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Home » Manna Matters » April 2023 » Australian Christian Alternative Communities
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Q&A Column

Australian Christian Alternative Communities

Tom from Perth asks:

‘Why do so few Christians follow the Hutterite and Bruderhof communities’ model of living out Jesus’ injunctions and the early church practice regarding possessions, stewardship, mutual caring, witnessing, peace-making, etc. in our broken post-modern society?’

My first instinct is to answer Tom’s question historically. For those who don’t know, the Hutterite and Bruderhof communities are part of the Anabaptist tradition, along with others, such as the Mennonites and Amish. The Anabaptists were central to what is referred to as ‘the Radical Reformation’ in the sixteenth century: while Martin Luther was focussed on reclaiming salvation by faith and scripture alone, the Anabaptists were focussed on rejecting the wealth of the Church and reclaiming what they perceived as the radical communitarian practices of the Early Church, especially sharing possessions.

It is true, that for the first 300 years, Christian communities where characterised by high levels of economic community—not quite the picture we see in Acts 2 and 4, but still high levels of income pooling and mutual support. That all began to unravel in in the fourth century AD when Christianity became the favoured, and then the official, religion of the Roman Empire, turning the Church into an avenue for pursuing wealth and power. Today, despite the efforts of the Anabaptists, we still live in the shadow of Christianity’s accommodation to the social norms around economic life.

There is a large and thriving Bruderhof community at Inverell in NSW (200+ people, I think), but I am not clear if there are any established Hutterite communities of any size in Australia at the moment. Bruderhof live from a common purse, with no individual incomes and technically no individual possessions (although in reality each family has their own private stuff). This, plus their commitment to living simply, means that the Bruderhof Community produce incredible surpluses which they use to support all sorts of good work with amazing generosity.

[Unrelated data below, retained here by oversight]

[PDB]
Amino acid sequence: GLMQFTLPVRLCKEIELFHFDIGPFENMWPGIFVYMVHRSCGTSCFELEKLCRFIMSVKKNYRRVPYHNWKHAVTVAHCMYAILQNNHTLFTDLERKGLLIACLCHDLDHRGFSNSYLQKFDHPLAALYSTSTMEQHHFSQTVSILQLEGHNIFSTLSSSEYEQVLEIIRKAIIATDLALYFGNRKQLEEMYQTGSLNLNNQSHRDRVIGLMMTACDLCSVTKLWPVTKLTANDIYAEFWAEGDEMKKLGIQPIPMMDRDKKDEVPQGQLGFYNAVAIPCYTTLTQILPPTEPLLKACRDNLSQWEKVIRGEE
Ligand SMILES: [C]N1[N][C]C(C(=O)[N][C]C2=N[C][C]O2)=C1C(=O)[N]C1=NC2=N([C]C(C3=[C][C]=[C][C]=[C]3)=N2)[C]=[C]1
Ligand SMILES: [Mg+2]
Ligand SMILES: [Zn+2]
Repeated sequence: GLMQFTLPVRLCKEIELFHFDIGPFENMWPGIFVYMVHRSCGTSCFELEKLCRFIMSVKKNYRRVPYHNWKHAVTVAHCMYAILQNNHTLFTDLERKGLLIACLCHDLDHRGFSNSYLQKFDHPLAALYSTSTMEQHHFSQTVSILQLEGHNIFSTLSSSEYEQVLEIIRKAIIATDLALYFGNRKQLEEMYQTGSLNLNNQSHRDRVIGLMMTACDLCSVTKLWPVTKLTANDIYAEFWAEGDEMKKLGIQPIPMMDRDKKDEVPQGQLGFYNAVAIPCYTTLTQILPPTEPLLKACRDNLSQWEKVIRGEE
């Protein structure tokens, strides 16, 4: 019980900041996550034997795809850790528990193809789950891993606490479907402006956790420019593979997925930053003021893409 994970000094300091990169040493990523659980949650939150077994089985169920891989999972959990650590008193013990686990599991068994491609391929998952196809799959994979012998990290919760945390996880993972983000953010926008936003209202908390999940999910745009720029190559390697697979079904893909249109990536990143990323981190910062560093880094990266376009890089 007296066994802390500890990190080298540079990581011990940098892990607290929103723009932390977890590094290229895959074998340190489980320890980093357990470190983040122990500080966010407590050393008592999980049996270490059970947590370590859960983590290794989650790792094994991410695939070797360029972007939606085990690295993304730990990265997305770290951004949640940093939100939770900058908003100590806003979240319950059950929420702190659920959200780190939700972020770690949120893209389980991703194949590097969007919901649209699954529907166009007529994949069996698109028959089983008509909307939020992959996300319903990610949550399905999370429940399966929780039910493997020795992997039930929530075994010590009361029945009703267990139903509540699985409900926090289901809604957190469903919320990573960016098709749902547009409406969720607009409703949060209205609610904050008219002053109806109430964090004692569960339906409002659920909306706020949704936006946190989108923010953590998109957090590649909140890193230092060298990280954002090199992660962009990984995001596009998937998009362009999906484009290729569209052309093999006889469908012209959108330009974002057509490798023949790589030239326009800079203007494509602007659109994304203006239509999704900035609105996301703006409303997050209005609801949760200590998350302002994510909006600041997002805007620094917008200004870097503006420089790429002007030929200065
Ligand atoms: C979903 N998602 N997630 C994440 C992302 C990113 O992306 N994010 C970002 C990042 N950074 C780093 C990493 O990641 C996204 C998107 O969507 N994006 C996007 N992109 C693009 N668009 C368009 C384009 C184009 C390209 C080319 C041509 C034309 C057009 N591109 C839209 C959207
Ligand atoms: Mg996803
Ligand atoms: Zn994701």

What is stopping other Christians following their example? One primary reason is that many Christians (probably most) still have very little idea about the economic teachings of the Bible or the economic practices of the Early Church (hence Manna Gum!). Another reason is that the forms of economic community practised by the Bruderhof deeply challenge the inherent individualism of our culture in ways which many of us find confronting (also, they tend to be quite culturally conservative, which many also find confronting). Finally, we have so few examples that fall in between the extremes of the complete individual consumerism of our culture and the radical (and, I think, inspiring) way of life of the Bruderhof. This makes it hard for many people to think of any alternative.


Which brings me to Tom’s next question:

‘Are you aware of any other Christian church/community in Australia, other than Seeds Community, who consistently tries to live out the above practices?’

I think Tom is referring here to an article I wrote in MM Sept 2019 on economic cooperation in the Seeds Community (my community here in Long Gully, Bendigo). Just to be clear, the economic practices of the Seeds community bear no comparison to those of the Bruderhof. Nevertheless, modest as they are, they are still something different from the Australian norm.

There are other communities who have done much more.  The Community of the Transfiguration in Teesdale, Victoria, is a monastic Baptist community (!) of roughly twenty people who live with complete community of goods and common purse, which similarly allows them to practise radical generosity and hospitality. Up until recently, the Cornerstone Communities dotted throughout regional NSW and Vic lived off a centralised common purse, pooling and redistributing their income among each other and funding their ministries.  In the 1980s and 1990s there were a number of smaller ‘intentional Christian communities’ that experimented with various forms of sharing income and sharing possessions. I know of numbers of families that have bought properties together and I am sure there are plenty out there I know nothing about.

We have a real need to document and share stories of multiple forms of Christian economic cooperation that show there is a whole spectrum of possibility in between doing nothing and a complete community of possessions. If you know of something please share it with us!

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